Shrinking grant money strains Glendale's nonprofits

Councilman suggests reorganizing shrinking federal funds for nonprofits.

November 22, 2013|By Brittany Levine,

As federal funds for social services in Glendale continue to decrease, one City Council member said he wants the city to reconfigure how it distributes the shrinking pot of money during a council meeting this week.

Councilman Zareh Sinanyan, who formerly was on a lower-level committee that recommended funding allocations for an annual grant from the Department of Housing and Urban Development, said he'd like the city to stop sucking up money from the social services grant to cover code enforcement costs for south Glendale.

He'd prefer the money instead go to capital improvement projects for nonprofits.

“These funds are dwindling at an alarming rate and these applicants are finding it harder and harder at effectuating meaningful programs,” Sinanyan said.


Glendale is set to get $1.8 million in Community Development Block Grant funding for fiscal year 2014-15 — down from $2 million last year and $2.5 million the year prior — and there's little wiggle room for how the city can spend that money.

City administration costs drain 20% of the CDBG grant and 15% can be earmarked for social services, with the remainder covering capital and neighborhood improvements in low-income areas.

The latter categories can be split between community and city programs. For example, social services funding has supported Ascencia, Glendale's largest homeless services nonprofit, as well as the police mentoring program Students Training As Role Models.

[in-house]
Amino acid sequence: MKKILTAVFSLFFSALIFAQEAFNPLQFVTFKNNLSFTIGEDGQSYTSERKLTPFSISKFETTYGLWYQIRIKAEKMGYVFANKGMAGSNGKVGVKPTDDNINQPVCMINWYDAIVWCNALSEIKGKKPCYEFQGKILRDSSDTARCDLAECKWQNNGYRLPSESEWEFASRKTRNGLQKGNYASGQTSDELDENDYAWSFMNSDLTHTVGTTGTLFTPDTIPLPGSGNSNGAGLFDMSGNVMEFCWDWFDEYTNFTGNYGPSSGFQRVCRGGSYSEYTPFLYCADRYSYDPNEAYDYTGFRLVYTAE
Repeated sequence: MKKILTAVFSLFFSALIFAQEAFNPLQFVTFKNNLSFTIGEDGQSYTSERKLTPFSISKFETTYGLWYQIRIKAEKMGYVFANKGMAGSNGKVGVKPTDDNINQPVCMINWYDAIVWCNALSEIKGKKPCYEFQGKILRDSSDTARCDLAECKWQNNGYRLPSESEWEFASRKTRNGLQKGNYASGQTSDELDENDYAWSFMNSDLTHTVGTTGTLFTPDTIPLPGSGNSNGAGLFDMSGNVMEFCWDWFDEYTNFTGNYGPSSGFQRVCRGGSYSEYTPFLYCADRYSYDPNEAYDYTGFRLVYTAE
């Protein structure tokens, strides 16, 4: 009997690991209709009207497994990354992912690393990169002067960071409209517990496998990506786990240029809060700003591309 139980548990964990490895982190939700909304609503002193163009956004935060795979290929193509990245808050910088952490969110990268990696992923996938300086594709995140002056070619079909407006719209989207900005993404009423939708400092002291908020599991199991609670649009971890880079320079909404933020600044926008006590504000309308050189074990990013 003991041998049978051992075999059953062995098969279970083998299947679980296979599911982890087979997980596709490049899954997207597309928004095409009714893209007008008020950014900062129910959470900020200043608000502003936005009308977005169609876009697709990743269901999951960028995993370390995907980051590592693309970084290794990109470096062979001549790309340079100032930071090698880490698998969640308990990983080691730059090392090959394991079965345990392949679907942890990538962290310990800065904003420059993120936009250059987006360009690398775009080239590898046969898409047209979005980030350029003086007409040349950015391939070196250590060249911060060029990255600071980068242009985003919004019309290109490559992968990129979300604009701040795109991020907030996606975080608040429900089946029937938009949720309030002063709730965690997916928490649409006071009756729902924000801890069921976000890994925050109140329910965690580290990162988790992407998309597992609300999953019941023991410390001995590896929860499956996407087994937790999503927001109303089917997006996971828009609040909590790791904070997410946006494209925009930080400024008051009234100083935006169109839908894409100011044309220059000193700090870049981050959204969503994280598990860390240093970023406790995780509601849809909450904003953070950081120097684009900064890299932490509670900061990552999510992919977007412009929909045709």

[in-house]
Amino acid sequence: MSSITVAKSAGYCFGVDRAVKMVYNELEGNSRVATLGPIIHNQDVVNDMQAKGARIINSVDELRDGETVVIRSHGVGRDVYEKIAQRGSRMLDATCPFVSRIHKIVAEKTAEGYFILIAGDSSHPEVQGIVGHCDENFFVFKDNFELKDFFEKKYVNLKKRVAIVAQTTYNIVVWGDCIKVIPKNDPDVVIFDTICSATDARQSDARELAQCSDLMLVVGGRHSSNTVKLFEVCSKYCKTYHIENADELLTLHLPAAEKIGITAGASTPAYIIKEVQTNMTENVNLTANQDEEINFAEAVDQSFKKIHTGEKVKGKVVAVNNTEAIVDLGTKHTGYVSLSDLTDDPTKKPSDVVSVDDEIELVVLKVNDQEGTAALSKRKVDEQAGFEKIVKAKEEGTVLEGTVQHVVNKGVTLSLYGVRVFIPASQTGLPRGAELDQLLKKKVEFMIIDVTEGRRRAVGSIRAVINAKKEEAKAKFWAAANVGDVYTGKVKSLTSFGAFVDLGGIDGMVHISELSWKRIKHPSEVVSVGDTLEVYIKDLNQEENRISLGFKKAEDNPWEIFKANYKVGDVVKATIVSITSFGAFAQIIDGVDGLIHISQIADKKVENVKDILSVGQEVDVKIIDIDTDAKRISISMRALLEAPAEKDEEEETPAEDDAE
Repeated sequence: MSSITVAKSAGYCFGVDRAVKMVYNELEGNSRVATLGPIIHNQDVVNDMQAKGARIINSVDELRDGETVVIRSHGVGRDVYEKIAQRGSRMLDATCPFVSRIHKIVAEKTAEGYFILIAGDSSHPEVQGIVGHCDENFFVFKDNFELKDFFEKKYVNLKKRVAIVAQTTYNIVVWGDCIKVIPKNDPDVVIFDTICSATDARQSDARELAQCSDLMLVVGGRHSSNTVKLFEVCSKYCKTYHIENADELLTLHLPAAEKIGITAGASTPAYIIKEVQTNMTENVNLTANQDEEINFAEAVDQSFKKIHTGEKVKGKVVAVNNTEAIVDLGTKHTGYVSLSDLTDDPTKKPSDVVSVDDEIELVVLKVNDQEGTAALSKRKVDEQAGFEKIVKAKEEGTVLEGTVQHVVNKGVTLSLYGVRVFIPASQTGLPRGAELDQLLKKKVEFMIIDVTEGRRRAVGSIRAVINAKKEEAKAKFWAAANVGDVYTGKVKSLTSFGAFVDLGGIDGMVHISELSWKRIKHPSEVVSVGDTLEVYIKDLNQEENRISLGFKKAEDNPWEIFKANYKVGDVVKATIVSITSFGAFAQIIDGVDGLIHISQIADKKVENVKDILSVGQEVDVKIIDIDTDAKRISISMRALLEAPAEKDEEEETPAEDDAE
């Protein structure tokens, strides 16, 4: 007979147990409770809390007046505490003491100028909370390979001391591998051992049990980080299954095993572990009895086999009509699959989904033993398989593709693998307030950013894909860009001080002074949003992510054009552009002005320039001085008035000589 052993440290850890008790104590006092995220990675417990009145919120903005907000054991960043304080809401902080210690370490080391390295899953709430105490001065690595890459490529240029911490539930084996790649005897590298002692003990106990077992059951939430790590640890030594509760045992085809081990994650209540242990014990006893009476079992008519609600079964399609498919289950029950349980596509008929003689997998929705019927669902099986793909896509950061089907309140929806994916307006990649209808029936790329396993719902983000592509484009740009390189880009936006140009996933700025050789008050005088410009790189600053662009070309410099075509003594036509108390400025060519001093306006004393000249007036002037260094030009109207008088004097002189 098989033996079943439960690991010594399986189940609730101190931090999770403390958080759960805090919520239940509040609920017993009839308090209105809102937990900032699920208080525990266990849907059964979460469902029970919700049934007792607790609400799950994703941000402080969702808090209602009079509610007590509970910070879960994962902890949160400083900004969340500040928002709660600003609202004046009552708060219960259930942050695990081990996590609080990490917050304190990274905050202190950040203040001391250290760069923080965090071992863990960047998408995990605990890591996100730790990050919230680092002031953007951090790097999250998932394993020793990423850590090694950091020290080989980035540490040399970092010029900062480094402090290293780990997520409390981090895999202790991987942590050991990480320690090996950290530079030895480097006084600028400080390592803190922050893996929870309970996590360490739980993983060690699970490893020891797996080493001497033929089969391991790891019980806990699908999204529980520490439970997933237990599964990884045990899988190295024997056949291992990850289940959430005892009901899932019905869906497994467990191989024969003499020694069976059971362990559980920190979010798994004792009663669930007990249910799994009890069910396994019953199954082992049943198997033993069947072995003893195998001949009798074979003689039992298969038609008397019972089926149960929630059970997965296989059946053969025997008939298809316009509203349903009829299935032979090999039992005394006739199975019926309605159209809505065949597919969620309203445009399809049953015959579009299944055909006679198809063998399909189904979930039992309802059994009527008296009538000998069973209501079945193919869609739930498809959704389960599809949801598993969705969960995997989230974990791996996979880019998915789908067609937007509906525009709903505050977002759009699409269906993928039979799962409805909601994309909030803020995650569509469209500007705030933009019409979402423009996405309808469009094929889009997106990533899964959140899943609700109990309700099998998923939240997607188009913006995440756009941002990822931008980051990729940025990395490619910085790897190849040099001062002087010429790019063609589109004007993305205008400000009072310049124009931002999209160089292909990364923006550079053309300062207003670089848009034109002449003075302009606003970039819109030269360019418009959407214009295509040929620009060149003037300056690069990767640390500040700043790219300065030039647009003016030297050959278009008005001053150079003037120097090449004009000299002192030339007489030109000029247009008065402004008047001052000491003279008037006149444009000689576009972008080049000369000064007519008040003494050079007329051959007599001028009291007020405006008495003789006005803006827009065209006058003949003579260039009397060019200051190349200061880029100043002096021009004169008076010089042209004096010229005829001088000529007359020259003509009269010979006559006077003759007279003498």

The capital-improvement funds have benefited city parks as well as improvements at Glendale Adventist Medical Center, the Armenian Relief Society and Homenetmen Glendale Ararat Chapter.

Traditionally, the city has tapped a portion of the neighborhood-improvement category — about $376,000 is planned for the upcoming year — for code enforcement in south Glendale. Code enforcement in north Glendale is paid for through the General Fund, which covers police, parks and other general services.

Sinanyan said freeing up the $376,000 could make more funding available for nonprofits aiming to do capital improvements.

Requests for grants from nonprofits often outpaces available funds. In the past, the city has had to cut back on funding for homeless, after-school and other social services. This year will likely be no different.

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